He wrote, “I feel very sorry that your dad passed away. I hope that his spirit is still with you. Hope you feel better.”  What is so sweet about this picture is that the people are smiling, even my father.  Drawing is a great way to help children grieve.  If they are unable to talk about their emotions, drawing may help them express their feelings.

Be Real

What I noticed in our grandson’s picture is how he drew my father. During his final months, my father’s leg was amputated. And our grandson drew this in the picture. Which brings me to another point about helping children process grief. It’s important that we don’t make people larger than life or ignore the hard things. Nancy Guthrie points out, “when we laugh about the foibles of the one who died, or cry about hurts he or she left behind, we help our children deal with reality rather than idealizing the lost loved one. If they sense that the one who died can be spoken of only in the most positive—even superlative—terms, they’ll know that any negative remembrance is unwelcome even thought it might be healthy to discuss.” Be real with your child and talk through the good, the bad, the sad, and the funny!

Talking About Heaven

When a loss occurs, many people start talking about heaven. There are many misconceptions about heaven. People who have died do not become angels or guide us from heaven; these sentiments are unbiblical.  But we’ve all heard these concepts offered as comfort, especially to children. When talking to children about loss, we need to be honest about heaven.  A child needs to know how people gain entrance into heaven; through the work of Jesus Christ. If you suspect your loved one was not a follower of Jesus, this can be tricky. The truth is, only Jesus knows the heart of the person just before he died. Your loved one might have cried out to Jesus in their last moments. We simply don’t know. But we trust that Jesus receives all who cry out to him in humility. The thief on the cross beside Jesus is proof of that.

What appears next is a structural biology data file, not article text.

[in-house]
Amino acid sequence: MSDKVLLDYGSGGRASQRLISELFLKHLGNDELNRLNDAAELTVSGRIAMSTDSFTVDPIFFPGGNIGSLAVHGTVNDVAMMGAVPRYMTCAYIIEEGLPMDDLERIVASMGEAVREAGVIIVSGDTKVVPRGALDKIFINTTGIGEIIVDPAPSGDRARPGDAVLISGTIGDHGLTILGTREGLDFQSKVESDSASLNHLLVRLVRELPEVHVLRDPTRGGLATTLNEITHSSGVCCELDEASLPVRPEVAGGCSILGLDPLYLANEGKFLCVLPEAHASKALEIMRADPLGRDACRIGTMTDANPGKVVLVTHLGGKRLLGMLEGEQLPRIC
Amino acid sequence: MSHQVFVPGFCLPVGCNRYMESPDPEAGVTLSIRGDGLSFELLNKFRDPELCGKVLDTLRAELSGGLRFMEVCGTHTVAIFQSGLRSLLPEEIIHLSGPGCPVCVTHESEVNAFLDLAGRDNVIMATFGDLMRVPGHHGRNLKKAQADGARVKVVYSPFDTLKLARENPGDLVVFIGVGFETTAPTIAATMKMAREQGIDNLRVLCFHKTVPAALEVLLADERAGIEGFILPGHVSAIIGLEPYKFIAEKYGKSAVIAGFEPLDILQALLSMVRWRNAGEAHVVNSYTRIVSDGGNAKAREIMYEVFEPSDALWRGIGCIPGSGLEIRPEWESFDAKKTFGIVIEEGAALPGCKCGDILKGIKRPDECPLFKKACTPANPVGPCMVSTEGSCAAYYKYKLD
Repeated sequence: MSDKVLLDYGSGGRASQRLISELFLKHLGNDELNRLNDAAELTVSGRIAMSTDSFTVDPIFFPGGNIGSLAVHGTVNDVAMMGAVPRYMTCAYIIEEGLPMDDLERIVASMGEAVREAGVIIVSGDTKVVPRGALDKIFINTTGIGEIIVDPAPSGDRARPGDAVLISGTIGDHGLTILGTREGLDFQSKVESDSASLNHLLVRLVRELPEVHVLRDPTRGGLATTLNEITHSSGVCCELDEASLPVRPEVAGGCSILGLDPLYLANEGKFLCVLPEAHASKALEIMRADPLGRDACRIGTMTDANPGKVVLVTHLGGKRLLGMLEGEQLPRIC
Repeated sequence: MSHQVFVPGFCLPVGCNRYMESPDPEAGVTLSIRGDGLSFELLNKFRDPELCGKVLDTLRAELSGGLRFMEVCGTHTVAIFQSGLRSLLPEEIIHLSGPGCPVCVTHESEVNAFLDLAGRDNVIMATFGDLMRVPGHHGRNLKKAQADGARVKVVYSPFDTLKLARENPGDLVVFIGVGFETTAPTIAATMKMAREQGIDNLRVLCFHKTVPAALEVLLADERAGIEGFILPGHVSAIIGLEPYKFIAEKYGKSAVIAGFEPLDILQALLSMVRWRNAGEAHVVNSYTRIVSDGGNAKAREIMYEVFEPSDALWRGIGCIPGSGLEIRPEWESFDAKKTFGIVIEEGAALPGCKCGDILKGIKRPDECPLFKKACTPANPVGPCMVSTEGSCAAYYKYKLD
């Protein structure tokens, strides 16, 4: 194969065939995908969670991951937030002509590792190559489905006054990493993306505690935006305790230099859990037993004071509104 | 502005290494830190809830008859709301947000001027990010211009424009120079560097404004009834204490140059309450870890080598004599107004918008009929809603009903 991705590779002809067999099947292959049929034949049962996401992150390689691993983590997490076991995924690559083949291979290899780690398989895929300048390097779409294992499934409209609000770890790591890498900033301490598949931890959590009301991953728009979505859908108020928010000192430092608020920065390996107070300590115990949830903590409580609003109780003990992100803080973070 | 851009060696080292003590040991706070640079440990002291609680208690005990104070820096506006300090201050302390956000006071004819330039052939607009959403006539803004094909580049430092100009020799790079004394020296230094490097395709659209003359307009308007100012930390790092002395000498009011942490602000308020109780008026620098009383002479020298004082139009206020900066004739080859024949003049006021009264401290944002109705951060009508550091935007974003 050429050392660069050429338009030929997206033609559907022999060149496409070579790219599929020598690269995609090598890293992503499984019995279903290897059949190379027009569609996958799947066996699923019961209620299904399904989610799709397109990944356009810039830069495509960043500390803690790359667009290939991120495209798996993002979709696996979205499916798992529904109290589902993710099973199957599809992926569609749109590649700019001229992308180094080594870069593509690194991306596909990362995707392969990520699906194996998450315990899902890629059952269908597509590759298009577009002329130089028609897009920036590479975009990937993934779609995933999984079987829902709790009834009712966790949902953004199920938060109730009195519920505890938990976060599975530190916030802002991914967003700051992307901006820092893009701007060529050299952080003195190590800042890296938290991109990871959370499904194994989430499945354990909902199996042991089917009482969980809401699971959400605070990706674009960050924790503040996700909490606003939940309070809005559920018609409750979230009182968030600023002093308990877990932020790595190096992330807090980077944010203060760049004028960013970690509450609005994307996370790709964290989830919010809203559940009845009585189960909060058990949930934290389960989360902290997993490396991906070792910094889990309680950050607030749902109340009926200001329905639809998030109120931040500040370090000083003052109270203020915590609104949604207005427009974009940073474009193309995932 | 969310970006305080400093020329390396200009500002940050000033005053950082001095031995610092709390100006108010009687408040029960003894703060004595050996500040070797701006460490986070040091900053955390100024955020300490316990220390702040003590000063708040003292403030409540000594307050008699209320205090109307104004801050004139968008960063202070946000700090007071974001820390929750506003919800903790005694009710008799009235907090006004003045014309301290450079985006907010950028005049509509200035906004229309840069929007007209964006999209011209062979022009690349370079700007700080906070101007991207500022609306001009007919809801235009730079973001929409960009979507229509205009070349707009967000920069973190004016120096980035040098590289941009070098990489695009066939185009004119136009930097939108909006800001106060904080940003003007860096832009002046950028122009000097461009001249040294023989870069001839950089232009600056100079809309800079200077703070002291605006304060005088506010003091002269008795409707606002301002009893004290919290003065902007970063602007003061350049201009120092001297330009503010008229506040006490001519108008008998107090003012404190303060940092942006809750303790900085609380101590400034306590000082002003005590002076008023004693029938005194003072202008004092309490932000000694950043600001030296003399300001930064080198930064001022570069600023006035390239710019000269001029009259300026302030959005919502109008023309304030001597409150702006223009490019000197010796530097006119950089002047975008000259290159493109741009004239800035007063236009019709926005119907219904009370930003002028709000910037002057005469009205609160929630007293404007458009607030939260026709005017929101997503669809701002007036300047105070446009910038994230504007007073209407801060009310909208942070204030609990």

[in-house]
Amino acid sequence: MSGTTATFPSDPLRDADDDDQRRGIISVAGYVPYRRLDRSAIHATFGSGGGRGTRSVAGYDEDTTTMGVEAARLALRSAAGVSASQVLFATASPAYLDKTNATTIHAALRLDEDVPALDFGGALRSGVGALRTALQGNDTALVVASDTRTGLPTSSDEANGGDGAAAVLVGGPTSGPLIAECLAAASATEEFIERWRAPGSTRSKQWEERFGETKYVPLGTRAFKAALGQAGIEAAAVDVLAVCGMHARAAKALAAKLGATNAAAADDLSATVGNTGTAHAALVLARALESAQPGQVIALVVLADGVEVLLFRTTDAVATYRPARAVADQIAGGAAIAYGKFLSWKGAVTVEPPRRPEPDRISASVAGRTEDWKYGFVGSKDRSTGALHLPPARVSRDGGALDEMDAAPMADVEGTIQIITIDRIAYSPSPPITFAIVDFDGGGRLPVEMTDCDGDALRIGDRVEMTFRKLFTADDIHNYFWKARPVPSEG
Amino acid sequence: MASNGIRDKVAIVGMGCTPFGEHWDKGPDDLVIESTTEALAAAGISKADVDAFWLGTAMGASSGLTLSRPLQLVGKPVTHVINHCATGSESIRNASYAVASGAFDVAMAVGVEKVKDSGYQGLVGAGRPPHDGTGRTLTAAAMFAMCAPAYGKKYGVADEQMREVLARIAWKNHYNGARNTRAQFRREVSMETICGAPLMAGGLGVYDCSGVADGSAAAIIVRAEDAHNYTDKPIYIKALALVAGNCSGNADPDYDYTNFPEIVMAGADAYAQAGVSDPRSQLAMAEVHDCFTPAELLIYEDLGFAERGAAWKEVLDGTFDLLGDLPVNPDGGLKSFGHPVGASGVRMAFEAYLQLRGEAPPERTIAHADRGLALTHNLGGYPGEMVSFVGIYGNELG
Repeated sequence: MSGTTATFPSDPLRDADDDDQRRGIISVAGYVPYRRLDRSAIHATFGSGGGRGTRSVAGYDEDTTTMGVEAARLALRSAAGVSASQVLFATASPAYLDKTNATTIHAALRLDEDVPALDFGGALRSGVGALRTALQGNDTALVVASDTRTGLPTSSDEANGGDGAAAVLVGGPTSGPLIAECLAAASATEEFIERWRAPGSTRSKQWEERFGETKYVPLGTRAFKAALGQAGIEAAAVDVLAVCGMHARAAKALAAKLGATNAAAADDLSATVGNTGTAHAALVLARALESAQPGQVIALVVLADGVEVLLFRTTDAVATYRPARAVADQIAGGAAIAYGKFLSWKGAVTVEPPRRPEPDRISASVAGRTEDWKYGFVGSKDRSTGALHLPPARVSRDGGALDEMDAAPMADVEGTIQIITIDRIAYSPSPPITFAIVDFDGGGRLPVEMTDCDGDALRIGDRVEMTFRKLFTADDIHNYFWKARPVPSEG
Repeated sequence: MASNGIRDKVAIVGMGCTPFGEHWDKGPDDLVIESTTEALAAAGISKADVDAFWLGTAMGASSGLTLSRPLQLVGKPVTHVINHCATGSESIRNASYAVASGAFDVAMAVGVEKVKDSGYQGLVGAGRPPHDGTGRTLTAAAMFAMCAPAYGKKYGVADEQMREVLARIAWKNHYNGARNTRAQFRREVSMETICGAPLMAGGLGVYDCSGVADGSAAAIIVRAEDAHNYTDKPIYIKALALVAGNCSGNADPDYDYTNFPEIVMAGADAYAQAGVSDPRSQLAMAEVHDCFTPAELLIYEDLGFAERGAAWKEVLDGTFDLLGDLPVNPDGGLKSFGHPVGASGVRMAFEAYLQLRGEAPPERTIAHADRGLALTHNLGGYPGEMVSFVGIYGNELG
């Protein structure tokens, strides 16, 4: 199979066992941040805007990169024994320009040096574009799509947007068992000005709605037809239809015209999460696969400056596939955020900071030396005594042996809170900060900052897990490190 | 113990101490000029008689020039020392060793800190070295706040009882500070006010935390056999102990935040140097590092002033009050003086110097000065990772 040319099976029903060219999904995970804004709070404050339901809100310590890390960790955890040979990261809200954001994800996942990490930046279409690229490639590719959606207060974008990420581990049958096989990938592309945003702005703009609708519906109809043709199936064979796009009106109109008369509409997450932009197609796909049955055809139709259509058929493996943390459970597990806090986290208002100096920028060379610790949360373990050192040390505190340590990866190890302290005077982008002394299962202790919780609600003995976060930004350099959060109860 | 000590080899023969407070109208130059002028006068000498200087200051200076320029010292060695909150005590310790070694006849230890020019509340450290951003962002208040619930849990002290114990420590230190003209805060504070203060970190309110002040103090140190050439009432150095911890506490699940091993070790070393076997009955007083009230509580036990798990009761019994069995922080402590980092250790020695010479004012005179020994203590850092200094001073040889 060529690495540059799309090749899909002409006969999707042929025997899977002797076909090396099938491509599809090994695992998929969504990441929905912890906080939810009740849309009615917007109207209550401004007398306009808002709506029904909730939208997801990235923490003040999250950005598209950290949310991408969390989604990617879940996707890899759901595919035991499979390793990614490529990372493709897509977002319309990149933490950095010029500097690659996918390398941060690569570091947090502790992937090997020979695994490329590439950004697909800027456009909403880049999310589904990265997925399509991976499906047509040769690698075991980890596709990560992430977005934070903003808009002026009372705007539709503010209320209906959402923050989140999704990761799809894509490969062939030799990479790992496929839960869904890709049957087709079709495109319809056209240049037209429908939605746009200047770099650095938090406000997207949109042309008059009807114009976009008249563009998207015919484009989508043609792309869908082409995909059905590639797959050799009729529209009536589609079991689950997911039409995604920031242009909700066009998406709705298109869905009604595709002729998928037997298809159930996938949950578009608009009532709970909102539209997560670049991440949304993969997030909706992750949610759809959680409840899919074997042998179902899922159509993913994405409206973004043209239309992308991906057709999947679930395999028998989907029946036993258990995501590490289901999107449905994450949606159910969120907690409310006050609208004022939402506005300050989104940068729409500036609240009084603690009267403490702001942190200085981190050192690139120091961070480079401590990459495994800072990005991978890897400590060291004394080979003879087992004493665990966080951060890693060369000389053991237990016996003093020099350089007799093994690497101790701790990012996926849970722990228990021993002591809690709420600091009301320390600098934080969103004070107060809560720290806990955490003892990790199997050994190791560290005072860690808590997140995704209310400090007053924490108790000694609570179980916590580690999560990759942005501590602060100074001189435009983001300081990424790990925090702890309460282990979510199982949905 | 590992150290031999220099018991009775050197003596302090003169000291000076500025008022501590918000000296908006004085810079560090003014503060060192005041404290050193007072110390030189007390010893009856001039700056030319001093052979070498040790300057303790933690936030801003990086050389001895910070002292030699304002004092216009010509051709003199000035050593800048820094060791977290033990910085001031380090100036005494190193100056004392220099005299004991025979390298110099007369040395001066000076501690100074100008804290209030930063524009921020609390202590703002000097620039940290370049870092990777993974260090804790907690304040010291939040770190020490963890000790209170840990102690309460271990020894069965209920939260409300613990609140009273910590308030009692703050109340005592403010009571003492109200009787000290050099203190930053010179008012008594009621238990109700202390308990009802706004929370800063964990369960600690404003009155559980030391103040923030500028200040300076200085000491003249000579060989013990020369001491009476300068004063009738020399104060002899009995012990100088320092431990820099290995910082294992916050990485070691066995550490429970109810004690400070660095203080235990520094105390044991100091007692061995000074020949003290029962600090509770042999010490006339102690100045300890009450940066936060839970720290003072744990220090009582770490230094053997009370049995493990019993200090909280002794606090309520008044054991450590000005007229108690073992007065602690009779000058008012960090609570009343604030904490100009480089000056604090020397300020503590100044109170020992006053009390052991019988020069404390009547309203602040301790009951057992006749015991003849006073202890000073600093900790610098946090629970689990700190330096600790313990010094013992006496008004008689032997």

Resources from Nancy Guthrie

I’ve mentioned David and Nancy Guthrie’s book, When Your Family’s Lost a Loved One. The chapter on Helping Kids Cope is very helpful. David and Nancy lost two of their children to a rare genetic disease and they had to help their other son, Matt, process the loss of a sibling. You’ll find their insights very helpful. The Guthrie’s have written another helpful book entitled, What Grieving People Wish You Knew.  Although this book does not specifically address the grief of children, it’s a great book to help anyone understand how to interact with grieving people. 

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Henry Says Good-Bye

Another wonderful resource for helping children grieve is Henry Says Good-Bye. It’s part of the Good News for Little Hearts series. Henry Hedgehog has a pet ladybug, Lila. One day, Lila dies. As Henry processes his own grief, sadness, and anger, he shuts out his friends. But they loved Lila, too! And when they begin to share their memories of Lila, Henry sees he is not the only one hurting. You’ll appreciate the parent pages in the back of the book.  And your child can use the “Back Pocket Bible Verses” as reminders of God’s care and love through sadness.